The science-fiction series Babylon 5 aired for five seasons in syndication. More than any other series before it, Babylon 5 consisted of an ongoing story arc – a serial-type show. For this reason, if you miss seeing the shows in order, you do miss out on a lot of the story. I know that because up until now, that’s the way I saw it.
J. Michael Straczynski is the creator of the series. For five years, he shopped the show’s premise around to various studios before it was finally picked up. He wanted to keep creative control close, so he could tell the story he wanted to tell – with a few adjustments for the actors deciding to leave at any given moment. No one could understand the concept of a five-year long story, or the technology involved.
My first viewings of various shows left me confused, and I was unable to really pick up on the story until much later, and even that was piecemeal. Now that the entire five seasons are being released on DVD, I am finally managing to catch the entire series in order; the way it was meant to be viewed.
The first season introduces us to the space station itself and the various characters playing a part in the story. Babylon 5 is touted as the “last, best hope for peace”. It’s a sort of United Nations in the sky where various species meet to work out their differences. A quarter of a million life-forms live on the station at any one given moment, which is five miles of spinning metal above the planet Epsilon III.
The station was built following an Earth-Minbari war which was abruptly ended by the religious caste of the Minbari. The Minbari also had veto power on who the station’s Commander would be, and vetoed everyone until the name of a minor figure in the war was presented to them.
Babylon 5 is a different show than many other shows that purport to show our future. Beginning in the year 2258, viewers see that poverty is not solved; crime is not solved, and these people are nowhere near perfection. J. Michael Straczynski kept tight control over the show, overseeing everything down to the costume design, making them seem more utilitarian with pockets and the like rather than the skin-tight jumpsuits of “other series”. Depending on who you talk to, this is either a very good thing or a bad thing. What I think I will let you know when I have viewed the series in its entirety the way it was meant to be viewed.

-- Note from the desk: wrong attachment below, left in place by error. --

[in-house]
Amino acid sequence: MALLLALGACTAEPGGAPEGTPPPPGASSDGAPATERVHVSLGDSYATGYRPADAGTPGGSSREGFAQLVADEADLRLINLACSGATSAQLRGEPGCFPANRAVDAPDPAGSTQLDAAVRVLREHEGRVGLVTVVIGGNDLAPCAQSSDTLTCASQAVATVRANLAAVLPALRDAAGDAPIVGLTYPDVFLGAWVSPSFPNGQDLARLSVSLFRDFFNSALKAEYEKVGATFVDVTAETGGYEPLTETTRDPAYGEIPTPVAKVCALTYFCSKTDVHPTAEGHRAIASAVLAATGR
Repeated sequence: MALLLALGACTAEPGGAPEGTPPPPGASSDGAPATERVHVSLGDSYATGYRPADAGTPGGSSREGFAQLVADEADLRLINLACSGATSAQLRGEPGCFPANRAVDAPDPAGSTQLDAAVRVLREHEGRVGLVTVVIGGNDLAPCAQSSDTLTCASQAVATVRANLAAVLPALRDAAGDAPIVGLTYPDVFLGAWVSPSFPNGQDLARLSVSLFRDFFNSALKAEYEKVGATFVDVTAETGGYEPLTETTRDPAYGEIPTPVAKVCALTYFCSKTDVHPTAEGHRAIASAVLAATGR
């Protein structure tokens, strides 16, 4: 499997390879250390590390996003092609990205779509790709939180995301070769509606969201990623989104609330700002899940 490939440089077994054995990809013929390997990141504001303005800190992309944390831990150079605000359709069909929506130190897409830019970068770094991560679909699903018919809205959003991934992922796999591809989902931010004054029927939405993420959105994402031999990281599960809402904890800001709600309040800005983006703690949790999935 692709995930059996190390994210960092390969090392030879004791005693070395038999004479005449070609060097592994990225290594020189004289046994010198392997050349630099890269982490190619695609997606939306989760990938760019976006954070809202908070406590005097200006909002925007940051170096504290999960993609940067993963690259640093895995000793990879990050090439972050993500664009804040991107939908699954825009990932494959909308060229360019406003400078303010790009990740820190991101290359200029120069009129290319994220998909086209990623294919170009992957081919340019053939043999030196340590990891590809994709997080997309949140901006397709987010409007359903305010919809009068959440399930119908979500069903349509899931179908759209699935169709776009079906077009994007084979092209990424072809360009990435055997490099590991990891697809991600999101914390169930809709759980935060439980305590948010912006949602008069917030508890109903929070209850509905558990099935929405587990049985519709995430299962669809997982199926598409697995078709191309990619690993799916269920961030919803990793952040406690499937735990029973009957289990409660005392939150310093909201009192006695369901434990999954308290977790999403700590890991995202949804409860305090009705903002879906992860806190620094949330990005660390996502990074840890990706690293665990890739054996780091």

Cast of Characters
Commander Jeffrey Sinclair (Michael O’Hare) is the one human chosen by the Minbari to command Babylon 5.
Ambassador G’Kar (Andreas Katsulas) is the Narn Ambassador to Babylon 5. The Narn and Centauri have a long history of war between their races.
Ambassador Londo Mollari (Peter Jurasik) is the Centauri Ambassador to Babylon 5. Londo was one of the first characters I really took to, and I ended up liking a great deal. Much credit goes to the acting of Peter Jurasik in this role.
Ambassador Delenn (Mira Furlan) is the Minbari Ambassador to Babylon 5 and a member of the Minbari Council as well as the religious caste on her home world.
Na’Toth (Caitlin Brown) is the Narn assistant to Ambassador G’Kar.
Vir (Stephen Furst) is the Centauri assistant to Ambassador Molari.
Lennier (Billy Mumy) is the Mibari assistant to Delenn, also a member of the religious caste.
Mr. Michael Garibaldi (Jerry Doyle) is Babylon 5‘s Chief of Security.
Lt. Commander Susan Ivanova (Claudia Christian) is a Russian who is second-in-command to Sinclair.
Dr. Stephen Franklin (Richard Biggs) is the Chief Medical Officer of Babylon 5.
Talia Winters (Andrea Thompson) is a Psi Corps officer stationed aboard Babylon 5. She is a telepath and all telepaths from Earth in the future are either members of Psi Corps or have to be on drugs to suppress their abilities.
Ambassador Kosh is a Vorlon who resides in an “encounter suit” so his try physical being is never known.
Midnight on the Firing Line * * * *
The Narn attack the Centauri. This episode gives the history behind the simmering feud between the two races. It also introduces the characters and gives some background of the Earth war with the Minbari. There’s a bit about a terrorist nuclear attack on San Diego which seems a bit more timely now than when it first aired. It’s a good “grabber” episode to draw people into the ongoing story. There are great special effects during this episode.